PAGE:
Heather Has Two Mommies

Heather Has Two Mommies


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“Each page is artfully and distinctly rendered to be a visual depiction of the beauty of joy and diversity.” — School Library Journal

Heather’s favorite number is two. She has two arms, two legs, two pets—and two mommies. When Heather goes to school for the first time, someone asks her about her daddy, but Heather doesn’t have a daddy. Then something interesting happens. When Heather and her classmates all draw pictures of their families, not one drawing is the same. This delightful edition for a new generation of young readers features fresh illustrations by Laura Cornell and an updated story by Lesléa Newman.

Product Details

ISBN-13: 9780763690427
Publisher: Candlewick Press
Publication date: 08/09/2016
Pages: 32
Sales rank: 112,901
Product dimensions: 9.88(w) x 10.25(h) x 0.15(d)
Age Range: 3 - 7 Years

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Customer Reviews

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Heather Has Two Mommies: 20th Anniversary Edition 3.2 out of 5 based on 0 ratings. 13 reviews.
WhiteFlowerLei76 More than 1 year ago
An excellent ground breaking book. A must read for anyone that wants to teach their children the beauty of diversity. 
NORMA112 More than 1 year ago
As a lesbian mother of four this book helped me try to explain to my five year old how come she has two mommies. we need more books like this
Anonymous More than 1 year ago
Anonymous More than 1 year ago
madamepince on LibraryThing More than 1 year ago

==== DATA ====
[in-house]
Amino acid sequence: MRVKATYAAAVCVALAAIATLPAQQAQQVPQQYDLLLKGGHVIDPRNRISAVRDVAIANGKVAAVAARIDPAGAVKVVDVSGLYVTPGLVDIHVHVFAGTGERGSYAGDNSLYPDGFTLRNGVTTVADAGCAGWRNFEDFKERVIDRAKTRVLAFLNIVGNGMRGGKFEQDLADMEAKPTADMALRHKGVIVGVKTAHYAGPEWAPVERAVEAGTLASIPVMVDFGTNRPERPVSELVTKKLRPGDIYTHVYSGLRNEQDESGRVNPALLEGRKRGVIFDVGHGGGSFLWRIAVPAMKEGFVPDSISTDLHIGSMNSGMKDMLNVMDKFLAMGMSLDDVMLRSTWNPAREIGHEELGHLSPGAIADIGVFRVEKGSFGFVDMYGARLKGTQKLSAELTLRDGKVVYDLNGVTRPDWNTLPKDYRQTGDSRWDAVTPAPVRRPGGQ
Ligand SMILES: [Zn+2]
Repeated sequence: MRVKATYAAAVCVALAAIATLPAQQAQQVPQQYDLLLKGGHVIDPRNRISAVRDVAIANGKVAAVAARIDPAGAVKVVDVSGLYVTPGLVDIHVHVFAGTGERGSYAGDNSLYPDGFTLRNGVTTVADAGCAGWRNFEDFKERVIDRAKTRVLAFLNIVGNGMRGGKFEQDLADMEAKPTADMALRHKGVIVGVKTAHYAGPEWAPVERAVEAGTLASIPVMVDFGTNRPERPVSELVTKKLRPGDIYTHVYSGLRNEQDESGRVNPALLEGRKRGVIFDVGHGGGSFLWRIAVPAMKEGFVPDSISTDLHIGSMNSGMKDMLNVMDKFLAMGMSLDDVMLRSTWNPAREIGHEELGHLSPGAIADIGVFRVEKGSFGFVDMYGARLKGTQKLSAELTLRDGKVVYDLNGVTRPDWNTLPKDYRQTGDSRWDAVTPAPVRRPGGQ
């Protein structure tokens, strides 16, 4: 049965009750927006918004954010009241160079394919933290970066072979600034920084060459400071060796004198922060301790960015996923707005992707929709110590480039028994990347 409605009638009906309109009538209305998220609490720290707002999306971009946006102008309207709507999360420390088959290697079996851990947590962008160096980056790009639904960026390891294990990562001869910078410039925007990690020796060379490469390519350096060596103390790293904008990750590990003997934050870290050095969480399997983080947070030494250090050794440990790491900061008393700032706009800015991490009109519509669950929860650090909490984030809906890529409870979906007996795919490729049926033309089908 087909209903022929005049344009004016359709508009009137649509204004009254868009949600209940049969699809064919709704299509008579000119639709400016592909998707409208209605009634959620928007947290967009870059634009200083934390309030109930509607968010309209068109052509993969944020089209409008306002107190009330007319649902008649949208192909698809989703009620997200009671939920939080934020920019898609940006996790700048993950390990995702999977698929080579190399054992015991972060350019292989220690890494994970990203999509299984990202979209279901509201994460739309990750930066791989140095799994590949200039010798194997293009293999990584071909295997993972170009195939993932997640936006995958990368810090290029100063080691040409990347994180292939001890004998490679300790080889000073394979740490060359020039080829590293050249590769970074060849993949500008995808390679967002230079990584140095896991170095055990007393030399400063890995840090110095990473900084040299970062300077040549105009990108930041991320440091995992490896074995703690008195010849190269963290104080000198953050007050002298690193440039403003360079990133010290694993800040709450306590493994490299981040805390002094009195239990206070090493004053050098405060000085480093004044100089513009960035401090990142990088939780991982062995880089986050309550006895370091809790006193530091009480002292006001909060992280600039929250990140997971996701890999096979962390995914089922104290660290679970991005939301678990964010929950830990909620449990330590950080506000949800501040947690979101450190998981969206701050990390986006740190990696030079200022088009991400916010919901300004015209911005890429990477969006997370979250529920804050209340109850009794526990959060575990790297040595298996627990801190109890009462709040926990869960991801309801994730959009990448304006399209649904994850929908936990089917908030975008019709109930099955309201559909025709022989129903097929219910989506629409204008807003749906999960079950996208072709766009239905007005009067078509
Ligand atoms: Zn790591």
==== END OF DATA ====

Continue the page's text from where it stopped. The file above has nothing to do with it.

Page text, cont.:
The illustrations are so poor, they do little to support the story and that's unfortunate.
kapeoples on LibraryThing More than 1 year ago
First or Second grade reading level. This book would be a great tool when addressing the issue of homosexuality in the classroom. The book presents a positive image of gay people to children. It is very respectful and proper. The story is about a little girl named Heather who has a Mama Kate and a Mama Jane. The book portrays Heather asa normal little girl who does normal little girl things. However, she simply has two mommies.
the_hag on LibraryThing More than 1 year ago
I think this Heather Has Two Mommies has a fine message about diversity in families...that there are many, many, many family configurations and that they are all fine and have benefits...that what really matters is that the parents and kids are loving and supportive to one another. I think this book has a solid, light-hearted feel that is also carried over into the illustrations. The illustrations, as noted, are ligh-hearted and whimisical...but the style that they are drawn in is utterly unappealing and this detracts from the story a bit for me and I think might be less interesting than a different style to the children that this story is aimed at, but mostly this is a personal astetic that may not bother anyone but me. Overall, I think this book is best for kids ages 2-6, if they are much older than that, they are probably going to have questions about GBLT families that this book doesn't address. It's a fine addition to any children's library with a positive message and I'm pleased to have had the opportunity to have read it. I'd recommend it without hesitation!
katrinafroelich on LibraryThing More than 1 year ago